“Between 1977 and 1983, Mr. Jackson managed that $10 million parks bond program. You could do a lot with $10 million back then.
“It established three new natural resource bay parks, Upper Tampa Bay Park, Lettuce Lake (Conservation) Park and Alderman’s Ford (Nature Preserve) and renovated several others, including E.G. Simmons (Conservation Park), Eureka Springs (Conservation Park) and Edward Medard (Conservation) Park, and these are all natural wonders. They’re spread throughout the county and each one is a gem, wonderfully well-planned by Joel Jackson, to make the most of its own special characteristics and to share these marvelous places with the public.
“During this time, it became clear to Mr. Jackson that public land acquisition was one of the few ways to ensure long-term protection of our valuable, natural lands.
“His efforts to preserve the 1,500-acre Bower tract from development in the early 1980s played a key role in the creation of Hillsborough County’s Environmental Lands and Acquisition and Protection Program, that’s ELAPP.”
The ELAPP program became a model for the entire state of Florida, she said.
“Mr. Jackson, congratulations. Your name is synonymous with our beautiful parks and conservation lands, and renaming this nature center here at Lettuce Lake is a perfect tribute to you that will certainly inspire others throughout the years,” Smith said.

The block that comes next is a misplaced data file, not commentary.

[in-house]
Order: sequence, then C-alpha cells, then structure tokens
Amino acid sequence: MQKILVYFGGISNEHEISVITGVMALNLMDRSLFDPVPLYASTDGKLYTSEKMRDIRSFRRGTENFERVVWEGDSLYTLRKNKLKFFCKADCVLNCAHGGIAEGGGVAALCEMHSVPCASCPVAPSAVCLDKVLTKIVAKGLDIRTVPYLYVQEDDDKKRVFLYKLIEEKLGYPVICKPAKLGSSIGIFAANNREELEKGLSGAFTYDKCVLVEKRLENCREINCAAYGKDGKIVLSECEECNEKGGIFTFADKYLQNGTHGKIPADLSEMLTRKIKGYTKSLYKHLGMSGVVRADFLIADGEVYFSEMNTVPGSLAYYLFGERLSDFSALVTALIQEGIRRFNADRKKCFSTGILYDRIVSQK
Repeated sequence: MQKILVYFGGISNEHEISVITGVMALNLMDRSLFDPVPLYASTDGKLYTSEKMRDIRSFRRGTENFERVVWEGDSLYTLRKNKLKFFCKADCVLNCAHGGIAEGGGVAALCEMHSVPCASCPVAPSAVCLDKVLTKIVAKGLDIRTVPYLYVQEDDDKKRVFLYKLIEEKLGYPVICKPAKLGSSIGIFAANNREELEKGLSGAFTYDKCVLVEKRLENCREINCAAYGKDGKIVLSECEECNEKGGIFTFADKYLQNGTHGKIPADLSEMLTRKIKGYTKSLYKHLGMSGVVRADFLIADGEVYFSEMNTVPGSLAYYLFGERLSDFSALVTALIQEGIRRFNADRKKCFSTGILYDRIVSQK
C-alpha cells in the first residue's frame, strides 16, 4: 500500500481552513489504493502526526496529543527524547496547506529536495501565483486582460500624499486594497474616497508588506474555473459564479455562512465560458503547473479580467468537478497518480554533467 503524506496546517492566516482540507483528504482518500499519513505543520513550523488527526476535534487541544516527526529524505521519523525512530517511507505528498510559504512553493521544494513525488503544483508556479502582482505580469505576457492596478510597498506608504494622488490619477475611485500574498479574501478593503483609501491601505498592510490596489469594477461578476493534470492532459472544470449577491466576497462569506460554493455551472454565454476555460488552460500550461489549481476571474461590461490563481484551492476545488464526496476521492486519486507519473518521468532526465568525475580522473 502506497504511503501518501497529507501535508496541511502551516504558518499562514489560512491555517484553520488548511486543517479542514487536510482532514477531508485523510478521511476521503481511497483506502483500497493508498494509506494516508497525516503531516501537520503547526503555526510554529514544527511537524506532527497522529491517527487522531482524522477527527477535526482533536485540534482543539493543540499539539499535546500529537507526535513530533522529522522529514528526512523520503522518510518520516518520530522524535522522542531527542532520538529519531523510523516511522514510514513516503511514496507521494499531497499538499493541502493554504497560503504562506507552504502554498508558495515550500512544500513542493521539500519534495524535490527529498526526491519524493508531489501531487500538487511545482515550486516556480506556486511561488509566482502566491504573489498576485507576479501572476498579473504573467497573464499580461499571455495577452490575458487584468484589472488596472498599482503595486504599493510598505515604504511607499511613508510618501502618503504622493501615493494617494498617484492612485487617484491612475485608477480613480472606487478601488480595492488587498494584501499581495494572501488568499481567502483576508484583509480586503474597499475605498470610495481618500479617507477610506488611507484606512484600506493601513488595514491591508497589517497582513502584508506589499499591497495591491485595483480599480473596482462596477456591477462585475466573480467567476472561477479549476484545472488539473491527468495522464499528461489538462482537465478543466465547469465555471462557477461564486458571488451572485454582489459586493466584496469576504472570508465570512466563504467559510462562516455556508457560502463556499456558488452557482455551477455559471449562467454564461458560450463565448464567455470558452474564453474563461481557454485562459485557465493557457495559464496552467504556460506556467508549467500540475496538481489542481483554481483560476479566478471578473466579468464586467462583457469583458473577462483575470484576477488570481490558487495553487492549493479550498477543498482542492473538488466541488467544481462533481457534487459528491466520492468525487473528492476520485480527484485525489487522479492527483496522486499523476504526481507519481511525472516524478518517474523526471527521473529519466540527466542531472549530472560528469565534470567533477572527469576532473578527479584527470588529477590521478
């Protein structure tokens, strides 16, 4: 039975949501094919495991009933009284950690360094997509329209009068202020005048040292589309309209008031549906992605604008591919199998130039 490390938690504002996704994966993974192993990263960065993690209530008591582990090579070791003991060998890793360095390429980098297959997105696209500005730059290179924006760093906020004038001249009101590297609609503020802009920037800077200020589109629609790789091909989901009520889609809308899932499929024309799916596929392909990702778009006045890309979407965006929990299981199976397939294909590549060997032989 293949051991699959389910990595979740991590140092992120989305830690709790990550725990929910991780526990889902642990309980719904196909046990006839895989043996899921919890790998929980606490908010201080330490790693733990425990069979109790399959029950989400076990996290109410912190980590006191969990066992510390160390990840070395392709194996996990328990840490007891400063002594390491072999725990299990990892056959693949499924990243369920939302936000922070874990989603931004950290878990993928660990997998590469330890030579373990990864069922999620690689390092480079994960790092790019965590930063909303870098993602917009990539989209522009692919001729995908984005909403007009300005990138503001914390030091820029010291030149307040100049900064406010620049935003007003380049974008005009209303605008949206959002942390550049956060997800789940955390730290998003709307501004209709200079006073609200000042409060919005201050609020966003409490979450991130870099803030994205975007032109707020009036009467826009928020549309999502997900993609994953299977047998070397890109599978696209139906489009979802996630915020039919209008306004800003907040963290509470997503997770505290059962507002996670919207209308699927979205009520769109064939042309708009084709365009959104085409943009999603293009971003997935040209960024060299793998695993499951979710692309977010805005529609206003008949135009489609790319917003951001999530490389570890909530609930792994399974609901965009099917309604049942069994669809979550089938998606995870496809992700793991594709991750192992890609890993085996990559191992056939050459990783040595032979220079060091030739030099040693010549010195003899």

Jackson was clearly moved by the outpouring of appreciation of his work, and by the people who showed up to honor him.
“I’m really overwhelmed today,” he said at the event.
In a later interview, he said, he is touched by the nature center being renamed in his honor, as well as by the ceremony and accolades.
“I’m thrilled with it,” Jackson said. “I didn’t ask for this, but I certainly appreciate it, and Barbara (his wife of 53 years) and I, will cherish it for the rest of our lives.”
About Lettuce Lake Conservation Park
What: Lettuce Lake Conservation Park, a 240-acre park operated by Hillsborough County
Where: 6920 E. Fletcher Ave., just outside the Tampa city limits, between Interstate 275 and the University of South Florida
Cost: Admission is $2 per vehicle; up to eight people per vehicle.
When: The park is open 8 a.m. to 7 p.m., in the spring and summer; 8 a.m. to 6 p.m., in the fall and winter.
Details: Lettuce Lake Conservation Park is one of Hillsborough’s most visited parks. The Hillsborough River runs through it, and more than half of the park’s property lies in the natural flood plain of the river, consisting of a hardwood swamp forest.
The rest of the park consists of hardwood hammocks and pine flatwoods plant communities.
The park features wooded picnic areas and playgrounds, a 1.25-mile paved exercise trail and 3,500-foot boardwalk with an observation tower.
Canoe and kayaks rentals are available.
Info: Call 813-987-6204.
Published November 02, 2022